Beirut: Saudi King Abdullah visits Syria
and Lebanon this week as part of a flurry of diplomatic
efforts to contain a potentially explosive situation in
Lebanon where there are growing fears of a new sectarian
The Saudi monarch, who is also visiting Egypt and
Jordan on his regional tour, is scheduled to meet with Syrian
leader Bashar al-Assad on Thursday before heading to Beirut on
Friday for brief talks with Lebanese leaders.
The emir of Qatar, Sheikh Hamad bin Khalifa al-Thani,
is also expected in Beirut on Friday, and Lebanese officials
said there was a possibility of Assad accompanying the Saudi
king during his hours-long stop in Lebanon.
The diplomatic ballet is widely seen as an attempt to
ease tensions after Hezbollah said last week that a UN
tribunal probing the 2005 murder of former Lebanese premier
Rafiq Hariri was set to indict members of the militant party.
The announcement prompted fears of a new conflict
between the Shiite Hezbollah, which is supported by Syria and
Iran, and its Saudi-backed Sunni rivals similar to the one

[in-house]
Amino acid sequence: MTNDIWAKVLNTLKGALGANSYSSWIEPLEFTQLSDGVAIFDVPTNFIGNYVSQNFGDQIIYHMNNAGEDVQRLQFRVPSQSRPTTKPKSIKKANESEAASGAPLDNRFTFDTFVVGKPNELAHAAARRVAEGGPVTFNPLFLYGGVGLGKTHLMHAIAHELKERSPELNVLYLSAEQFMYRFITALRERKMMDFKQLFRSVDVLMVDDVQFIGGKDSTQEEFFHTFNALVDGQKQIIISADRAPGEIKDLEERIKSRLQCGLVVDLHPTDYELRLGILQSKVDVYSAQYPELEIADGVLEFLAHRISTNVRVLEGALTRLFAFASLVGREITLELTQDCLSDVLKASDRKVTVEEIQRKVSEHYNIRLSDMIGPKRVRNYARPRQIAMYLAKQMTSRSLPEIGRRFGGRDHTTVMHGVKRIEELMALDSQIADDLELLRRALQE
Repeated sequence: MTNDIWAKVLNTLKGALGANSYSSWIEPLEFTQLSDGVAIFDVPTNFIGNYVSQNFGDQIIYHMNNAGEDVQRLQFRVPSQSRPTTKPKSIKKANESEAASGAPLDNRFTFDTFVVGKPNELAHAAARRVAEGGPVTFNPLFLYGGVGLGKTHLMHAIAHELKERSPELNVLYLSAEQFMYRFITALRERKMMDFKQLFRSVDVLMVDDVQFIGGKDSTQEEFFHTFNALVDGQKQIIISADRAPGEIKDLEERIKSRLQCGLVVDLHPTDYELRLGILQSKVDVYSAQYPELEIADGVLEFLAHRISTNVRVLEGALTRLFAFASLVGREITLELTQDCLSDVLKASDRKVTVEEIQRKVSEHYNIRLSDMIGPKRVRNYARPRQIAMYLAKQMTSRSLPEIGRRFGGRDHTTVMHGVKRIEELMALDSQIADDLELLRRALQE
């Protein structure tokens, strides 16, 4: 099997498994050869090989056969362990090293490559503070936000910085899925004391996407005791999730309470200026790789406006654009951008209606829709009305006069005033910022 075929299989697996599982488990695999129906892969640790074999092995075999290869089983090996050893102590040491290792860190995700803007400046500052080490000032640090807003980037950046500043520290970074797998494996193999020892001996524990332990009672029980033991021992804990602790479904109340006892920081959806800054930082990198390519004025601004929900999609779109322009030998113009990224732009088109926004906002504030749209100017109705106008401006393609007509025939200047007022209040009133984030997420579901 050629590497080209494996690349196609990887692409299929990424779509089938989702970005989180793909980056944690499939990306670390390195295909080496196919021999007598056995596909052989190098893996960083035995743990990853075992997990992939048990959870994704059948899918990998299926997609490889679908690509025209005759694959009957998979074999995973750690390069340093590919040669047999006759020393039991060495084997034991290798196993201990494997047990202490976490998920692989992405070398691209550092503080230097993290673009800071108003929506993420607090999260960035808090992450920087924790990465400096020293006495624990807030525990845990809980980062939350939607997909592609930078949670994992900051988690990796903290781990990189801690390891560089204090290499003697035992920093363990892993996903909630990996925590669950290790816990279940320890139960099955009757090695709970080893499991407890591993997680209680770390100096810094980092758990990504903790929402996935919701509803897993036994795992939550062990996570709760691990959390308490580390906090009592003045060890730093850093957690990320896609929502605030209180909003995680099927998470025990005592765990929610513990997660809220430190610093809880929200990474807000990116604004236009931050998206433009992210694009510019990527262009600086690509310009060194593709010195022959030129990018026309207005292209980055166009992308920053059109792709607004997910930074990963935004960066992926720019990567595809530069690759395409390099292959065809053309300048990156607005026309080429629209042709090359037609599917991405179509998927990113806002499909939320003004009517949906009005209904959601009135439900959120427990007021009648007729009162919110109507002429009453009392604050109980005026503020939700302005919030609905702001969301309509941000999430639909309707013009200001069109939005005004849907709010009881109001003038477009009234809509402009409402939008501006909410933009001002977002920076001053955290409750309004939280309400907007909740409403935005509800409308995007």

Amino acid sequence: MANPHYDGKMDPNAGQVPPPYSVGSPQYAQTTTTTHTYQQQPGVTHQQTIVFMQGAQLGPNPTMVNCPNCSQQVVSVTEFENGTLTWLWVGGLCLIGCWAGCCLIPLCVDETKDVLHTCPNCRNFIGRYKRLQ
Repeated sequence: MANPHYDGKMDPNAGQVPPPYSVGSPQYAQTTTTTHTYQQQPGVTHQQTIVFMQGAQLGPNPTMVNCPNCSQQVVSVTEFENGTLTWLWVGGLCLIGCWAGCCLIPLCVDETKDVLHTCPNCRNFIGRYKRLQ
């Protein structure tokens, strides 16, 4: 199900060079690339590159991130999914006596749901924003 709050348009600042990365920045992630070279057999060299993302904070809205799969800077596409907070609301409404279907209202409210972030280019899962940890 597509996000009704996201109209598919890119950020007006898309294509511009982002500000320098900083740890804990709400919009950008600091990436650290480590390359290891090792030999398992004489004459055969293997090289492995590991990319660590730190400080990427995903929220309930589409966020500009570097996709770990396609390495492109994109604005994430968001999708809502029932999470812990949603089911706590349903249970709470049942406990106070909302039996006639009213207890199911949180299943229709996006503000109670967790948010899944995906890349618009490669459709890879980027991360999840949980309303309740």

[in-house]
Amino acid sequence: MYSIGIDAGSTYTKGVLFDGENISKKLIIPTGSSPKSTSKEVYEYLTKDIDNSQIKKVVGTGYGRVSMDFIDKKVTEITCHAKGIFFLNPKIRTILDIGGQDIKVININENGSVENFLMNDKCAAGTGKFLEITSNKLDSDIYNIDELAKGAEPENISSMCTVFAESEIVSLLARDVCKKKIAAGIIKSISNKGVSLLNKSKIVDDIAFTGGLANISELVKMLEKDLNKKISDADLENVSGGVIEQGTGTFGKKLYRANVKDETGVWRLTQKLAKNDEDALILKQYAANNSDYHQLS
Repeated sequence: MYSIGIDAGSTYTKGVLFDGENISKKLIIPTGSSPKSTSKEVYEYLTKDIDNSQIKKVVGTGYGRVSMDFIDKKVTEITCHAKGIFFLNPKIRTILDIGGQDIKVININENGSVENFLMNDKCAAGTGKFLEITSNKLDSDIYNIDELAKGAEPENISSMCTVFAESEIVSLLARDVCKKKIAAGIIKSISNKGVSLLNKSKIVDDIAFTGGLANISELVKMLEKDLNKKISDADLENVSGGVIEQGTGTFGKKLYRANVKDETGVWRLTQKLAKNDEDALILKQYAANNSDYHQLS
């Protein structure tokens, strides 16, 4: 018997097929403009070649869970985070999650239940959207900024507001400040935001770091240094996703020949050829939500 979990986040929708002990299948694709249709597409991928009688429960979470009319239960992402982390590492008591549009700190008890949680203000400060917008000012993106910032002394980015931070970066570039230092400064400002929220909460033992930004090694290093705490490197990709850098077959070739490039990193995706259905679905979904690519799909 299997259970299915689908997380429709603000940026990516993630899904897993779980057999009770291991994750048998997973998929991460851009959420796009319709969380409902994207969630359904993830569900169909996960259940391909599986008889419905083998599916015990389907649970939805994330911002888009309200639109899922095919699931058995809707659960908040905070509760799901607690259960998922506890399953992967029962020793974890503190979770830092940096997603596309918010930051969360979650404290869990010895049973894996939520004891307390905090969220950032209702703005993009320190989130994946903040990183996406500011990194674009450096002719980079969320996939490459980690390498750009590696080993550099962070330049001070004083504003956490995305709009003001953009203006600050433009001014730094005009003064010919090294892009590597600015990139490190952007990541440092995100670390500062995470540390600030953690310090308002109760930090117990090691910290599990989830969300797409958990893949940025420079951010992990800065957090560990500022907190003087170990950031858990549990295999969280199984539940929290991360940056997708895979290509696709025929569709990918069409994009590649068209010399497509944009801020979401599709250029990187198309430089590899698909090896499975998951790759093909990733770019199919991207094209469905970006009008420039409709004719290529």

that shook the country in 2008.
There is also concern a new conflict may be looming
between the Lebanese militant party and Israel, which in
recent months has accused Hezbollah of stockpiling weapons in
preparation for a new war.
The two archfoes fought a devastating war in 2006.
"I think the next two weeks will be crucial," said
Shadi Hamid, research director at the Brookings Doha Center, a
"There is a risk of escalation, of sectarian
violence, and all players involved realise that risk and are
taking pre-emptive action to defuse things before they get out
of hand in the next weeks and months," Hamid told agency.
Hariri and 22 others were killed in a massive
seaside bombing in 2005 that was widely blamed at the time on
The killing sparked international outcry and forced
Damascus to withdraw its troops from its tiny neighbour
following a 29-year presence.